Join jaguars.com senior editor Vic Ketchman as he tackles the fans' tough questions.
Mike from Ponte Vedra Beach, FL:
I know you find players where you find players, but what is your initial thoughts on six of nine draft picks coming from non-traditional football schools?
Vic: I'm assuming you're including Rutgers among your non-traditional football schools, so I must ask: Do you realize that Rutgers is the birthplace of college football? I'm serious, Rutgers, not Florida or Florida State, invented college football. Rutgers and Princeton played the first game of intercollegiate football on Nov. 6, 1869, on a plot of ground where the present-day Rutgers gymnasium now stands. Rutgers won, 6-4. That's pretty good tradition, isn't it?
Mike from St. Augustine, FL:
When a complicated trade that involves picks and players happens on draft day (Browns/Jets), is that pretty much worked out ahead of the draft?
Vic: It doesn't have to be. The Browns and Jets probably had conversations before the draft, but the small return the Browns got from the Jets tells me the Browns just wanted out of that pick and were willing to do whatever it took to undercut the competition, which is to say the teams directly behind the Browns, and the Jets probably knew where to go to get a sweetheart deal. There was no doubt in my mind the Browns would be the team to do the deal with the Jets and I said it on the radio. They have a new regime and new regimes want extra picks so they can start cleaning house. The Browns traded back three times in the first round and took their picks count from five to 10.
Chadwin from Oak Ridge, TN:
Were you surprised the Jags did not draft a QB?
Vic: Yeah, I was, because I believed they have need for a young guy and I figured one would present himself at the top of their board in the late rounds. Don't forget, quarterbacks coach Mike Shula threw us that John Parker Wilson hint in one of our combine videos. The fact that the Jaguars didn't address that need confirms to me they stayed with their board because the need for a young quarterback is not a need that most need pickers would ignore.
Ryan from Clyde, OH:
I asked you last year who you thought had the best draft and you said the Cardinals, who ended up in the Super Bowl. What team, in your opinion, had the best draft this year?
Vic: I'll go with Philadelphia, especially when you consider that they used one of their picks to acquire Jason Peters. They selected two perfect-fit players in the first two rounds. Jeremy Maclin will team with DeSean Jackson to give the Eagles a talented receiving combination, but the best Eagles pick may turn out to be running back LeSean McCoy, who's perfect for what the Eagles do, which is to say throw to the running back. McCoy is a younger version of Brian Westbrook. He's an outstanding short-area receiver and cutback runner. Behind that big offensive line, McCoy will be on top of defenders before they see him. Tight end Cornelius Ingram is outstanding value in round five and the Eagles have true need at that position. Fifth-rounder Victor Harris is likely to make the move from cornerback to safety, where the Eagles must replace Brian Dawkins. The Eagles' third pick in the fifth round, offensive tackle Fenuki Tupou, offers rare size and upside that late in the draft.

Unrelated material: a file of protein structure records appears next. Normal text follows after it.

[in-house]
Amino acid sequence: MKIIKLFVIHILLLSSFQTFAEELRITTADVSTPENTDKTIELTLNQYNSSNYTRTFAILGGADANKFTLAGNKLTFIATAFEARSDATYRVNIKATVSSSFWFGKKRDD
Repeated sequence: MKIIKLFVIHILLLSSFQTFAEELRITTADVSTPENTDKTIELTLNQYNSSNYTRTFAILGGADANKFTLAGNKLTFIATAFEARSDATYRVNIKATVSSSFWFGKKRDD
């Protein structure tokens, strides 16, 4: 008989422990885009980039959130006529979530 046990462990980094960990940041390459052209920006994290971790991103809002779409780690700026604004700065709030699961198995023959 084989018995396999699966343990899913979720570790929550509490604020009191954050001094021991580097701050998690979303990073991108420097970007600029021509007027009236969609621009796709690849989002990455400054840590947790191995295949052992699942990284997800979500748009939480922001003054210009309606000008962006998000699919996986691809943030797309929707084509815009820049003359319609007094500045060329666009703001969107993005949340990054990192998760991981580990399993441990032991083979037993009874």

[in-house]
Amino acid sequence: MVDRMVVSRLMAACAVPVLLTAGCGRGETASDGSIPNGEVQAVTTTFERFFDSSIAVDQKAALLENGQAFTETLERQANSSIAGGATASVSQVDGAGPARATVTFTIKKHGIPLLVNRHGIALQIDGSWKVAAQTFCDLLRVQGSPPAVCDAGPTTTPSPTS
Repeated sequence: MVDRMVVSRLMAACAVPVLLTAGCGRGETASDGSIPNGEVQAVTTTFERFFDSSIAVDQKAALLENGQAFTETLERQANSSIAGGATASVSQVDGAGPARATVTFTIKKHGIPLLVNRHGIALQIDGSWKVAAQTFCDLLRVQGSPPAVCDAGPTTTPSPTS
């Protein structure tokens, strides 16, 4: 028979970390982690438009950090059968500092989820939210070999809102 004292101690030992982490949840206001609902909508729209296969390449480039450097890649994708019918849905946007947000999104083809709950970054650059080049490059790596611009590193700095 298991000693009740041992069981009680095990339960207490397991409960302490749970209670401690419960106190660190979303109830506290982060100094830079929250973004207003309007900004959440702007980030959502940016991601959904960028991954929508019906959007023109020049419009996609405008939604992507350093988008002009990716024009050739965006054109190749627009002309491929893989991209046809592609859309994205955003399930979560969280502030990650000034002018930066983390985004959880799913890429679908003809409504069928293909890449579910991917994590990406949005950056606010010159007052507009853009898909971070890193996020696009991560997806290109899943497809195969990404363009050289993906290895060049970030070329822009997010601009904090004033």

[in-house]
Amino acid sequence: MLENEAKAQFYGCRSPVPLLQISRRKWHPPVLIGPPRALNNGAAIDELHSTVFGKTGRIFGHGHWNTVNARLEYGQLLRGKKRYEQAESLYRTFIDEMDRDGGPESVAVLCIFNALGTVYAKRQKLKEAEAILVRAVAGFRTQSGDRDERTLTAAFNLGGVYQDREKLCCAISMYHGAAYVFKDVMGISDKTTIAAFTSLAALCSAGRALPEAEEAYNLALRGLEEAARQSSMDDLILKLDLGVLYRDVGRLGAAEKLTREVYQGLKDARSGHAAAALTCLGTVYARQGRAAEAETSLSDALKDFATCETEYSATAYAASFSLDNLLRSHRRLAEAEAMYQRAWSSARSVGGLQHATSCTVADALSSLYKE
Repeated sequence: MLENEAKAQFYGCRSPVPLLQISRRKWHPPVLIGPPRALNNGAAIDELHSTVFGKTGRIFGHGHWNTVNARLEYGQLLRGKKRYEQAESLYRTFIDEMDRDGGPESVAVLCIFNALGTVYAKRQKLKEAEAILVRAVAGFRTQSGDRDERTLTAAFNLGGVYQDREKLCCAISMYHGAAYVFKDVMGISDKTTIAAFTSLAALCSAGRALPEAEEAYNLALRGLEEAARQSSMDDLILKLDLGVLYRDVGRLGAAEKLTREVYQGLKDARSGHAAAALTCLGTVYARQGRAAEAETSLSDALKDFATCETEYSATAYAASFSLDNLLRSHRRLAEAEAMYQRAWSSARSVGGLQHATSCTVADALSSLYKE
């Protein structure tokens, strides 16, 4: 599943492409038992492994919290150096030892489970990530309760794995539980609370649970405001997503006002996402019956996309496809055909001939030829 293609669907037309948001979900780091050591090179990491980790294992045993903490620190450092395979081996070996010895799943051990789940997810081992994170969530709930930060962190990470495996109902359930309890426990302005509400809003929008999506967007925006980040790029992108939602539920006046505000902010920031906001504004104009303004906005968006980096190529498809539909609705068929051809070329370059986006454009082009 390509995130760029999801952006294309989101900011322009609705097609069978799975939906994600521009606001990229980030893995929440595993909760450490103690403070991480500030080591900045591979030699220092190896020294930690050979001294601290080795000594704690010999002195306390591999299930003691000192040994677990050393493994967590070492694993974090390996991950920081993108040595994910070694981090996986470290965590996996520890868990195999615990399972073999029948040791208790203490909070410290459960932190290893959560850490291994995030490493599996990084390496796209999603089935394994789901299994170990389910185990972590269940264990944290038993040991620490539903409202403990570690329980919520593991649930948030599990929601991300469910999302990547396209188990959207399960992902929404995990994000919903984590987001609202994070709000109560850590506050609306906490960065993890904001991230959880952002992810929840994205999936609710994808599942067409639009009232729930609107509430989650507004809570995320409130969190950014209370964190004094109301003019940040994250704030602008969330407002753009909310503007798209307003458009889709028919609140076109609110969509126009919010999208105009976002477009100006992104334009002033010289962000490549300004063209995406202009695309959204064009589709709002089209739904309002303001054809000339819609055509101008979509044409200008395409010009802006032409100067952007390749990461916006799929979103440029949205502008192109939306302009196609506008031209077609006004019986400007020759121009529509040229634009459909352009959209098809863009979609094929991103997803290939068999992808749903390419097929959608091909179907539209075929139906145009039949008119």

Will from Jacksonville:
What's with all the undrafted free agents we signed?
Vic: Why not? The drafted players don't count toward the roster limit until they sign contracts, so why not load up on talent you can evaluate until the drafted guys starting signing and you have to start getting rid of people?
Miles from Jacksonville:
Dillard fell because of his 40 time. Is that the only reason? If so, that's a great pick.
Vic: I don't think that's the main reason because his 40 time isn't that bad. Derrick Williams didn't run any better and didn't catch nearly as many passes but Williams went in the third round. Why? Because Williams played at Penn State in the Big 10 and Dillard played at Rice in Conference-USA. Yes, there's a "small school" prejudice. The first 11 wide receivers selected are from the ACC, Big 12, SEC, Big East and Big 10. It's not until the 12th wide receiver selected that a player from a low-profile conference emerges. The second half of the draft is littered with wide receivers from Cal Poly, Brigham Young, Abilene Christian, Rice, McNeese State, Stephen F. Austin, Kent State, Nevada and Utah. The big schools and the big conferences get big exposure and they attract the most scouts. Wide receivers, as a group, are the most overrated, over-hyped, over-drafted and likely-to-fail picks in the draft. Players such as Dillard routinely slip through the cracks.
Brandan from Des Moines, IA:
After hearing Jack Del Rio talk about Mitch King after the combine, do you think the Jags will make a play at him in free agency?
Vic: I asked that very question following the draft and coach Del Rio said it was unlikely the Jaguars would sign King to an undrafted contract because it was unlikely he could make the team, the result of the Jaguars having drafted Terrance Knighton. "He's a good football player, too," said Del Rio, who was taken by surprise by my question because he had gotten so caught up in the picks that he failed to realize King hadn't been selected. I could tell by the look on his face that he truly likes King as a player, but they have to be fair to the undrafted guys. Don't bring in guys if they don't have a legitimate chance to make the team.